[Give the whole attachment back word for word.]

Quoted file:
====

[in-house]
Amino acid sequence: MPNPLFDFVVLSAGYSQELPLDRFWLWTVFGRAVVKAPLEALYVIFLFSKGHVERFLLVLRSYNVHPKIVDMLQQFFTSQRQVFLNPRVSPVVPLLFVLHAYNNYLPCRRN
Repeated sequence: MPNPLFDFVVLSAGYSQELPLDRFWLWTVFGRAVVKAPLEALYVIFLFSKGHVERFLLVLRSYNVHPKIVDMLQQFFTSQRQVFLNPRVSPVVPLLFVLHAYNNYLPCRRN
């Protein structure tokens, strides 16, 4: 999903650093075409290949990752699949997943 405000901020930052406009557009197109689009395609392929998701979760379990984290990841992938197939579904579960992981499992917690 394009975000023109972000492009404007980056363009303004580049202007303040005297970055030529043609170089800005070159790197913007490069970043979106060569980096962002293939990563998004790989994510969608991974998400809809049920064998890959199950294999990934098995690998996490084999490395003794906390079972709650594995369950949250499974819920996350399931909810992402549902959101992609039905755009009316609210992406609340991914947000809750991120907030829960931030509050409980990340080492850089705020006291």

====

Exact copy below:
[in-house]
Amino acid sequence: MPNPLFDFVVLSAGYSQELPLDRFWLWTVFGRAVVKAPLEALYVIFLFSKGHVERFLLVLRSYNVHPKIVDMLQQFFTSQRQVFLNPRVSPVVPLLFVLHAYNNYLPCRRN
Repeated sequence: MPNPLFDFVVLSAGYSQELPLDRFWLWTVFGRAVVKAPLEALYVIFLFSKGHVERFLLVLRSYNVHPKIVDMLQQFFTSQRQVFLNPRVSPVVPLLFVLHAYNNYLPCRRN
């Protein structure tokens, strides 16, 4: 999903650093075409290949990752699949997943 405000901020930052406009557009197109689009395609392929998701979760379990984290990841992938197939579904579960992981499992917690 394009975000023109972000492009404007980056363009303004580049202007303040005297970055030529043609170089800005070159790197913007490069970043979106060569980096962002293939990563998004790989994510969608991974998400809809049920064998890959199950294999990934098995690998996490084999490395003794906390079972709650594995369950949250499974819920996350399931909810992402549902959101992609039905755009009316609210992406609340991914947000809750991120907030829960931030509050409980990340080492850089705020006291």